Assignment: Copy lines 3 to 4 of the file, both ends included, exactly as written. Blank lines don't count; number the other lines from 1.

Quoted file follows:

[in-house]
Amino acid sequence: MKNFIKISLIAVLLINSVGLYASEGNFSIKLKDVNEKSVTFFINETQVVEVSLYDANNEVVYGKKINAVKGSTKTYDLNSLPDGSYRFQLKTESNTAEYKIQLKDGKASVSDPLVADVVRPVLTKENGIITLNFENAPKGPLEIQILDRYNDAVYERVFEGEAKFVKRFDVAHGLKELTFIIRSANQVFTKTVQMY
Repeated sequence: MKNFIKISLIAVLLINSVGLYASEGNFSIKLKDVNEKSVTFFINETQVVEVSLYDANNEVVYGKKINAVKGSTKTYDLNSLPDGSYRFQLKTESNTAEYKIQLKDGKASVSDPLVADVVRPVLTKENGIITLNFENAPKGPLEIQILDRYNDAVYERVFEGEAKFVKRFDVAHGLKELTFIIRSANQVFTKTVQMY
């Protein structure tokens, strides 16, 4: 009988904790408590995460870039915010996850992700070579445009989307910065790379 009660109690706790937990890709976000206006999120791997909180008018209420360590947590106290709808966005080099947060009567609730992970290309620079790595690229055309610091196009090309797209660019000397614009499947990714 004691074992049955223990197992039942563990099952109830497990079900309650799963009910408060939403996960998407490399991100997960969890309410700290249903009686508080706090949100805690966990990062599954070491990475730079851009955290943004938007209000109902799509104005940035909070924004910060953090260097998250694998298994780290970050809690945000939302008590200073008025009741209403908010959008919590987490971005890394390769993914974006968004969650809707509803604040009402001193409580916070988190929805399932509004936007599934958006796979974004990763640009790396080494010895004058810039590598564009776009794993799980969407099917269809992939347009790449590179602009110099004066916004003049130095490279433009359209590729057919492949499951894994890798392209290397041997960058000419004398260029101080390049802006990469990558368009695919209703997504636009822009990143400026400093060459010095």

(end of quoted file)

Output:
Repeated sequence: MKNFIKISLIAVLLINSVGLYASEGNFSIKLKDVNEKSVTFFINETQVVEVSLYDANNEVVYGKKINAVKGSTKTYDLNSLPDGSYRFQLKTESNTAEYKIQLKDGKASVSDPLVADVVRPVLTKENGIITLNFENAPKGPLEIQILDRYNDAVYERVFEGEAKFVKRFDVAHGLKELTFIIRSANQVFTKTVQMY
């Protein structure tokens, strides 16, 4: 009988904790408590995460870039915010996850992700070579445009989307910065790379 009660109690706790937990890709976000206006999120791997909180008018209420360590947590106290709808966005080099947060009567609730992970290309620079790595690229055309610091196009090309797209660019000397614009499947990714 004691074992049955223990197992039942563990099952109830497990079900309650799963009910408060939403996960998407490399991100997960969890309410700290249903009686508080706090949100805690966990990062599954070491990475730079851009955290943004938007209000109902799509104005940035909070924004910060953090260097998250694998298994780290970050809690945000939302008590200073008025009741209403908010959008919590987490971005890394390769993914974006968004969650809707509803604040009402001193409580916070988190929805399932509004936007599934958006796979974004990763640009790396080494010895004058810039590598564009776009794993799980969407099917269809992939347009790449590179602009110099004066916004003049130095490279433009359209590729057919492949499951894994890798392209290397041997960058000419004398260029101080390049802006990469990558368009695919209703997504636009822009990143400026400093060459010095």